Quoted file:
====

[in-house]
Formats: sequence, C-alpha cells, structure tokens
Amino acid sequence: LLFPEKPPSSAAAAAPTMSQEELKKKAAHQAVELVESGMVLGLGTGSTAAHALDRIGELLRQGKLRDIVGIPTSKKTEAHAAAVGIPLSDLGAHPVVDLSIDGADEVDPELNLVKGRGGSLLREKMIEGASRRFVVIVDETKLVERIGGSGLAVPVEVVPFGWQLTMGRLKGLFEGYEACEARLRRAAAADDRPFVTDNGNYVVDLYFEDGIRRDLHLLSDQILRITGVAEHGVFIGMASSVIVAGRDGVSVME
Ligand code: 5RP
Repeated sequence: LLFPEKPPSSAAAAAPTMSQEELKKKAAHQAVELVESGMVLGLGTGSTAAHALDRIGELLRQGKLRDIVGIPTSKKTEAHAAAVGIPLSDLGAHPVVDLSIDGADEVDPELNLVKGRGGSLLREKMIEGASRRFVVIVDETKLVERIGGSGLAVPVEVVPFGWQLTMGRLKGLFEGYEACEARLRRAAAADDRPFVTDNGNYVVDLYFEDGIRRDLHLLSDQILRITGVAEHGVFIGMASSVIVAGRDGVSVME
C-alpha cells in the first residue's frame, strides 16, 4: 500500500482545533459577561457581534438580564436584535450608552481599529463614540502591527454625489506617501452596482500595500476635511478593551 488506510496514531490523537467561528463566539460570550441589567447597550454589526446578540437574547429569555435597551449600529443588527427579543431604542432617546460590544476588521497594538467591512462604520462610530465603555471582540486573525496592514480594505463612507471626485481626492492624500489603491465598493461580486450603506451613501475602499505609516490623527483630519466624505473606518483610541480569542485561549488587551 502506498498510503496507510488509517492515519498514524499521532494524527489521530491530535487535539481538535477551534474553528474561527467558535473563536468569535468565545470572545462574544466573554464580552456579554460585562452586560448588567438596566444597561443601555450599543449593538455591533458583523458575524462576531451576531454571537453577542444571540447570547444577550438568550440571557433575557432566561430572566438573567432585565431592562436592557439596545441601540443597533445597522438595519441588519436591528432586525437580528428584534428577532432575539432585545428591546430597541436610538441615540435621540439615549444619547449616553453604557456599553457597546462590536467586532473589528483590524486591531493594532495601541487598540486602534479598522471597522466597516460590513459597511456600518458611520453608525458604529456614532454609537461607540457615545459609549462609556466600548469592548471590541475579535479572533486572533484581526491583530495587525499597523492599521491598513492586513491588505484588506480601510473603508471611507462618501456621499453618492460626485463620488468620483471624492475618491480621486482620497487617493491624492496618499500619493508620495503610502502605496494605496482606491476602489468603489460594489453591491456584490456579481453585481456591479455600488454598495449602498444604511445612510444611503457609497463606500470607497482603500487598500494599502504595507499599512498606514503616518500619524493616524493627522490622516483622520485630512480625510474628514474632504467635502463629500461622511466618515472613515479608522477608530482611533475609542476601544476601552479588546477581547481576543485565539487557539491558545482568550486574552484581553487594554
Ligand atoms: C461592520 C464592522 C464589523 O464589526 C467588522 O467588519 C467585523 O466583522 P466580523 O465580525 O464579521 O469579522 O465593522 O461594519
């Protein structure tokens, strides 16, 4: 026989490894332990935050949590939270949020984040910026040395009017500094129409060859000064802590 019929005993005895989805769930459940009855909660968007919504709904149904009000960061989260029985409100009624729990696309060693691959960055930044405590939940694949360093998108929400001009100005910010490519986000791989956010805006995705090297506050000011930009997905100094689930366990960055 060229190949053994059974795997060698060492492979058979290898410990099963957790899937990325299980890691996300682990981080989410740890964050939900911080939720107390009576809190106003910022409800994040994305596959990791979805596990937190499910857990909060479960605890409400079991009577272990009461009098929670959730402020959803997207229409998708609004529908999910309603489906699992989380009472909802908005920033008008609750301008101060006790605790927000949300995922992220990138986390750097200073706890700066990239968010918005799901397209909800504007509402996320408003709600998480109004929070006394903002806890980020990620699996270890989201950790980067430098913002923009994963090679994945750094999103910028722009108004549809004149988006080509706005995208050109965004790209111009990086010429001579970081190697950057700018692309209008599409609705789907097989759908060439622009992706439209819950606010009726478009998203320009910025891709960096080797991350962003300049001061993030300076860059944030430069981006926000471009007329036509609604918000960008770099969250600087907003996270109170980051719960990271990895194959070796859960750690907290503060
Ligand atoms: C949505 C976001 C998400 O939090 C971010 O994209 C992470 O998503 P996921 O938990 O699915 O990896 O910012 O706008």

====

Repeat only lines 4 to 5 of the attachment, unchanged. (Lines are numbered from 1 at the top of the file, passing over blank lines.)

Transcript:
Ligand code: 5RP
Repeated sequence: LLFPEKPPSSAAAAAPTMSQEELKKKAAHQAVELVESGMVLGLGTGSTAAHALDRIGELLRQGKLRDIVGIPTSKKTEAHAAAVGIPLSDLGAHPVVDLSIDGADEVDPELNLVKGRGGSLLREKMIEGASRRFVVIVDETKLVERIGGSGLAVPVEVVPFGWQLTMGRLKGLFEGYEACEARLRRAAAADDRPFVTDNGNYVVDLYFEDGIRRDLHLLSDQILRITGVAEHGVFIGMASSVIVAGRDGVSVME